The Qianjiazhai Dongsa Cooperative was established to be a steward to the oldest tea forest in the world, wild-foraging and hand-finishing every leaf using traditional craft.
Camellia crassicolumna is a close relative to the tea plant, growing wild in the forests of Qianjiazhai alongside Camellia sinensis var. assamica and many other near-relative species that are even now being categorized by botanists. Crassicolumna grows distinctively tall, making it very difficult to pick, but the payoff is a deeply complex spice-forward flavor, and intense lingering sweetness, all without caffeine. When finished like sheng pu’er, Camellia crassicolumna ages just like tea into deeper complexity.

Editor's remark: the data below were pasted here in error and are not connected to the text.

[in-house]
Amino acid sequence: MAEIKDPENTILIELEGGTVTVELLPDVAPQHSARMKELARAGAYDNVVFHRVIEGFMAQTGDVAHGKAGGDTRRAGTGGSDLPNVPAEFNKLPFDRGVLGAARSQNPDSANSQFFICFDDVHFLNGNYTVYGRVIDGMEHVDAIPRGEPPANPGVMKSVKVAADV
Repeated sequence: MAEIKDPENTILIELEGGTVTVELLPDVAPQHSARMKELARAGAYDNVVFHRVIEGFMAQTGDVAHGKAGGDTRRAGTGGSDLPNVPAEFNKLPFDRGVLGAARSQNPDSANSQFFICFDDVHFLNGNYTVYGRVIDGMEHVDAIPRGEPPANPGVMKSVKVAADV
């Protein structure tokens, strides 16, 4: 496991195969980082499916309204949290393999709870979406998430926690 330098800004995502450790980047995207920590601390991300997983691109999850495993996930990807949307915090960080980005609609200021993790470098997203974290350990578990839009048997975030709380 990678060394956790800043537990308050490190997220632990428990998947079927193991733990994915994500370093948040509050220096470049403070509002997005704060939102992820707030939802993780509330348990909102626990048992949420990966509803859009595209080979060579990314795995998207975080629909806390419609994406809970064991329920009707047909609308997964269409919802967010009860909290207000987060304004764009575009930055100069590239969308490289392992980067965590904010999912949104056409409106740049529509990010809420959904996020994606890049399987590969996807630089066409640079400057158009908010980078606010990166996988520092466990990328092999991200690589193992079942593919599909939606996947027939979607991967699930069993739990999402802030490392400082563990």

Mr. Zhou blended the giant crassicolumna leaves with about 10% tea flowers picked from wildly propagated Camellia sinensis var. assamica plants. These flowers add a tiny amount of caffeine back into the mix, but also add deep sweetness and a sunny marigold profile, rounding out the crisp edge of the Crassicolumna with layers of sweet deep complexity.
wildly propagated crassicolumna; photo credit Lily Duckler